Nepali Times Asian Paints
International
Sex and surveillance


NAOMI WOLF


UNDER WATCH: IMF chief Dominique Strauss-Kahn appears in Manhattan Criminal Court for allegations of sexual assault.

It is impossible to hear about sexual or sex-crime scandals nowadays, whether they involve Dominique Strauss-Kahn or Italian Prime Minister Silvio Berlusconi, or the half-dozen US congressmen whose careers have ended in the past couple of years, without considering how they were exposed. What does it mean to live in a society in which surveillance is omnipresent?

Like the heat beneath the proverbial boiling frogs, the level of surveillance in Western democracies has been ratcheted up slowly, but faster than citizens can respond. A concerted effort is underway in the US and UK to brand surveillance as positive. New York City subway passengers are now advised that they might experience random searches of their bags.

Activists in America assume their emails are being read and their phone calls are monitored. Telecom companies Verizon and AT&T have established areas on their premises for eavesdropping activity by the National Security Agency.

The spate of sex scandals is a sign of more serious corruption and degradation than most commentators seem to realise. Yes, sex criminals must be punished, but political careers are ending because of consensual affairs.

Consensual sex between adults is no one else's business. But now that public figures, especially those deemed to be 'of interest' to intelligence agencies are susceptible to being watched three-dimensionally, the chances of being compromised high. And there is no end to this crash-and-burn surveillance strategy, owing to the nature
of the information that is caught in the net.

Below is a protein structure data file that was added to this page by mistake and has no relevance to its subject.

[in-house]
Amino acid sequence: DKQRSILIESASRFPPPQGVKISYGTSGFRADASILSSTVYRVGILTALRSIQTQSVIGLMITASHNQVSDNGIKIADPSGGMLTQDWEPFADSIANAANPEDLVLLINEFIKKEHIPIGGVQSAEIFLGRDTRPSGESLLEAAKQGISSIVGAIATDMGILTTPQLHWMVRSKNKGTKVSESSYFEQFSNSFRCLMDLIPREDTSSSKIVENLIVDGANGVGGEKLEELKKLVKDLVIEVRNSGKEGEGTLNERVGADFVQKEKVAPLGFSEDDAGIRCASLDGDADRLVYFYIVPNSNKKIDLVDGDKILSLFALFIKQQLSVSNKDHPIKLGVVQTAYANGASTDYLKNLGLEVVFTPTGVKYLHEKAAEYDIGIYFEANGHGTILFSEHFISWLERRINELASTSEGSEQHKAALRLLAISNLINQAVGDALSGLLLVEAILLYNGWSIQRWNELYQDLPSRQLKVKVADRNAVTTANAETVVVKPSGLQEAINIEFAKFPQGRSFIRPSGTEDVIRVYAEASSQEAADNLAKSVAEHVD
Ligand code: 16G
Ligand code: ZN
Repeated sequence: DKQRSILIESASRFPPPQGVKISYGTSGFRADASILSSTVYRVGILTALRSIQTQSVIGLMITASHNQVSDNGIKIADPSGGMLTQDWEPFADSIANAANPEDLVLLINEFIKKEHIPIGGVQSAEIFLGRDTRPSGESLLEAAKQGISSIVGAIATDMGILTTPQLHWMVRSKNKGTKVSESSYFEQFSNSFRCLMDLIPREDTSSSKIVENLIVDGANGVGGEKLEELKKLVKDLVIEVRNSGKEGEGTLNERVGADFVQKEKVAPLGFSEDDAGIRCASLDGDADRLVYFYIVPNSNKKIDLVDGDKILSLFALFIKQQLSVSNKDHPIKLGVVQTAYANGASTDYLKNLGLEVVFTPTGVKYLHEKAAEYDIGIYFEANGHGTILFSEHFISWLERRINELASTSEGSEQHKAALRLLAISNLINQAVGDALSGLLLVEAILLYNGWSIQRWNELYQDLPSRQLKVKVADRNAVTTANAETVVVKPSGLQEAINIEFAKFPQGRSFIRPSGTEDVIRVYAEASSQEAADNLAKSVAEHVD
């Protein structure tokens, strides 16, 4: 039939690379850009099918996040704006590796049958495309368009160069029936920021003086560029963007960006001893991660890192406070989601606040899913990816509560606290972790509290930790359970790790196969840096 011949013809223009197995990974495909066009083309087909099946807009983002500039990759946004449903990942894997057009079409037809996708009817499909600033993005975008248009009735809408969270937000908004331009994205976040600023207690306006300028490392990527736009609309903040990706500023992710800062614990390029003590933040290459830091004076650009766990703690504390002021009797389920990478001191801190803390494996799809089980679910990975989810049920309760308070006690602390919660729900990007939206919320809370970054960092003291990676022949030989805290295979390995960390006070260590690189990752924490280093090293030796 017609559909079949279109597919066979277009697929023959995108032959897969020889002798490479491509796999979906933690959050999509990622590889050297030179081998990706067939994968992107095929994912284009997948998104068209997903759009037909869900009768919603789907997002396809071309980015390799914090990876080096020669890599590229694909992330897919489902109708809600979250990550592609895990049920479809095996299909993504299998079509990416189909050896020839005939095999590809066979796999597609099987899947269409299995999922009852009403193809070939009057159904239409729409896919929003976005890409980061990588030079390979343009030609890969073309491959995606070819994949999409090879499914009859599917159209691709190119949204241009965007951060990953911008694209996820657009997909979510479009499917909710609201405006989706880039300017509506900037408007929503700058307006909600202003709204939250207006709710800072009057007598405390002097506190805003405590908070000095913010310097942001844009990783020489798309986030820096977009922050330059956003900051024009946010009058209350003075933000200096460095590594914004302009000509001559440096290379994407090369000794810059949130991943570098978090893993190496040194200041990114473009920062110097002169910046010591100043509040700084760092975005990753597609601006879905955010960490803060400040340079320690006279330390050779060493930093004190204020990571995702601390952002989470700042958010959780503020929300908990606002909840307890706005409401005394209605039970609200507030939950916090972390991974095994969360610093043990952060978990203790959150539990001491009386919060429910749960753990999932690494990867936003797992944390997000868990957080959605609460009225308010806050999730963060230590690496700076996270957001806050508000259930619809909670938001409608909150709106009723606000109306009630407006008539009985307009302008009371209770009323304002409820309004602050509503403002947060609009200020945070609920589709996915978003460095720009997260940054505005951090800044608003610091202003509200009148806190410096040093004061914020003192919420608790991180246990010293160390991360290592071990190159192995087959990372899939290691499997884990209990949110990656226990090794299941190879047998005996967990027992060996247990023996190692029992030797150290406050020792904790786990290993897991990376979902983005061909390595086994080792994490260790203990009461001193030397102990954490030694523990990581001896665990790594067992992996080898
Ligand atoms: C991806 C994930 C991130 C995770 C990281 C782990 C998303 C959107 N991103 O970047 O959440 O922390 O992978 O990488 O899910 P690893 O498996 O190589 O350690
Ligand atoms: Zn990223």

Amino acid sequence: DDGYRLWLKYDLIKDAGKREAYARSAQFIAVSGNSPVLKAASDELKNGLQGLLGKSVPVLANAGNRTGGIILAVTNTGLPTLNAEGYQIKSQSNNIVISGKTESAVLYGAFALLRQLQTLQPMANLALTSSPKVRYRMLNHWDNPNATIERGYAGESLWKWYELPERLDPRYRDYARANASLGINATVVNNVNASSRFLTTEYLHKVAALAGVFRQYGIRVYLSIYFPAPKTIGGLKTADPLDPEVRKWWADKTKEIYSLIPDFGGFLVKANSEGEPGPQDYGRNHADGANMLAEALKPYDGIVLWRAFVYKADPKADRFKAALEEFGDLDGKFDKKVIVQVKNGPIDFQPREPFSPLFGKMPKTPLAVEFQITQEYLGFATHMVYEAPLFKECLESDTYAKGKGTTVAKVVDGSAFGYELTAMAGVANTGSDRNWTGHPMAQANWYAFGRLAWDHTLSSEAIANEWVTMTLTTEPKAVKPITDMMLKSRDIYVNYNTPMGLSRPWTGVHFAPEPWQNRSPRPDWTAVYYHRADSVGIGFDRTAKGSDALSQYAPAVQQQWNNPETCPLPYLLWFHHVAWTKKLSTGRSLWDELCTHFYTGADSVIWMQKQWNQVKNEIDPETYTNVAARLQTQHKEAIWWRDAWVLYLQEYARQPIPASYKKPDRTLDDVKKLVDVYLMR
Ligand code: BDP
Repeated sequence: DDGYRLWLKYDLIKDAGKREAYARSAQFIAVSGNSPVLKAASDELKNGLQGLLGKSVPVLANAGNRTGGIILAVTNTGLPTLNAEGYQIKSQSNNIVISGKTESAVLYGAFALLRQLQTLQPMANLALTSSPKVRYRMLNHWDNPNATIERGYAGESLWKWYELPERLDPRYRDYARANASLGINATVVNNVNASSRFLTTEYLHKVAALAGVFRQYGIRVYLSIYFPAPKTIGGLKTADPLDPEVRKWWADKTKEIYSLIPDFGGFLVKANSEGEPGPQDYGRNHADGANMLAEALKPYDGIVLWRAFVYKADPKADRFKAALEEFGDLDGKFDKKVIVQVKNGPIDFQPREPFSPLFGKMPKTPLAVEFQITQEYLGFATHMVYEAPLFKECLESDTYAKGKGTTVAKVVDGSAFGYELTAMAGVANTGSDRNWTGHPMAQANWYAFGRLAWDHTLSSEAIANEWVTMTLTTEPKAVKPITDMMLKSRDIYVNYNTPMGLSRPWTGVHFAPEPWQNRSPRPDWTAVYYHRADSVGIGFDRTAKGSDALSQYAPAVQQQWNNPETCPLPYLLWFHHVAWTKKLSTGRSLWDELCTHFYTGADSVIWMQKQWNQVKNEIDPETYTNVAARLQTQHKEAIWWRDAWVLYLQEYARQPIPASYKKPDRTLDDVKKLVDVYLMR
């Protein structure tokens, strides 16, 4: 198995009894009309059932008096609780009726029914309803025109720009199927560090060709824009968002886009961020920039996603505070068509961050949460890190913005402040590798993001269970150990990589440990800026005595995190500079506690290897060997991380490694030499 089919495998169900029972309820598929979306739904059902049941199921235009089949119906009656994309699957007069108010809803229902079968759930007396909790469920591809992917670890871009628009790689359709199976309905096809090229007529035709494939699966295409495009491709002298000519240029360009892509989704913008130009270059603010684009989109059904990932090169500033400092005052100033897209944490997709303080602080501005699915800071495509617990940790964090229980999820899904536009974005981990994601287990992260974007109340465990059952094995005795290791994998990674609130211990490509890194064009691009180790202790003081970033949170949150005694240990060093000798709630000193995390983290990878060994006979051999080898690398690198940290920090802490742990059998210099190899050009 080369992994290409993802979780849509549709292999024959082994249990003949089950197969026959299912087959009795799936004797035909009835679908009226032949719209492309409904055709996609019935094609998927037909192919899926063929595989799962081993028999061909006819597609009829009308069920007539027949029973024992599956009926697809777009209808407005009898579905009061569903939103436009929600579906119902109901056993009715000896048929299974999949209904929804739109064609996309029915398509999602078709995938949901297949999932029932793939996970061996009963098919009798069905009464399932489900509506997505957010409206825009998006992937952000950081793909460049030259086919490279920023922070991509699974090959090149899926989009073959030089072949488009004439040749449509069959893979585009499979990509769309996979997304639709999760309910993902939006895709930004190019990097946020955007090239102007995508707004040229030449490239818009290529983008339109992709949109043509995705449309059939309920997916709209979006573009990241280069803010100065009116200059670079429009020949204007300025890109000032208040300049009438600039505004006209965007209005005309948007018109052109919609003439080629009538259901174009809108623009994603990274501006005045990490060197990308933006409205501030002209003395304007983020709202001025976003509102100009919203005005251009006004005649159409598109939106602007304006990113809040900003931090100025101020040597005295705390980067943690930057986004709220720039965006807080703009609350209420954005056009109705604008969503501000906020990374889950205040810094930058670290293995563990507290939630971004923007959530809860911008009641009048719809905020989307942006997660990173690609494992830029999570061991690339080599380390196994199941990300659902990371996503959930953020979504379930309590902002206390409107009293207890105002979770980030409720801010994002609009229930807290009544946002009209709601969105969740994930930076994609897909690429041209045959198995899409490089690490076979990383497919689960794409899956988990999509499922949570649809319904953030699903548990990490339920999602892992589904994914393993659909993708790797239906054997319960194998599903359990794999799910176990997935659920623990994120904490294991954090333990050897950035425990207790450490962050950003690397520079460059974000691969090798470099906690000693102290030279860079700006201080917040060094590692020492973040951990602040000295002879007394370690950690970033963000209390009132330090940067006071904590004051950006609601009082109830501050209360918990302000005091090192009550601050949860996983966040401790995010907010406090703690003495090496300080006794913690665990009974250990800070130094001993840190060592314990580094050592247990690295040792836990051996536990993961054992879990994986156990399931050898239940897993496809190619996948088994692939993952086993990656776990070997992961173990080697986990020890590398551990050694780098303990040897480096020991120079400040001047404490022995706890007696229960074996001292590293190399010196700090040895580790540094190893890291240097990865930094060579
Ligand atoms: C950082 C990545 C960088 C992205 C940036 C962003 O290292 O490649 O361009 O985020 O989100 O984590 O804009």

After all, the human sex drive, especially if it compels risky or self-destructive behaviour, has held appeal for dramatists since the ancient Greeks, who originated the story of Achilles and his vulnerability. And, because sex scandals are always interesting to read about, certainly compared to yet another undeclared war, they will always be useful diversions.

Citizens' attention can be channeled away from, say, major corporate theft and government malfeasance toward narratives involving two hapless individuals (and their wives and children, who are usually suffering quite enough without the media's heavy breathing).

Another reason to mourn the normalisation of a surveillance society lies in the link between sexual privacy and other kinds of psychological liberation. That is why closed societies monitor their citizens' sexual lives. The combination of sexuality and privacy has an anarchic, subversive effect on citizens.

Connecting with another person in an unscrutinised, uncivilised, unmediated, unobserved way inevitably reminds people that there are aspects of the human soul that cannot and must not be subjected to official control.

For this reason, closed and closing societies have always feared sexual liberationists, and have sought to link political dissidence with sexual anarchy. A surveillance society falls softly into place, and people realise too late that everyone has secrets. Think about your own privacy and secrets.

Official surveillance has been marketed as a national-security imperative. In fact, it gives the state the power to blackmail anyone it wishes.

Consider the official US diplomatic cables released by WikiLeaks that revealed that State Department employees were asked to obtain biometrics on public officials at the United Nations. Are we entering an era of geopolitics by blackmail?
Project Syndicate

Naomi Wolf is a political activist and social critic whose most recent book is Give Me Liberty: A Handbook for American Revolutionaries.



LATEST ISSUE
638
(11 JAN 2013 - 17 JAN 2013)


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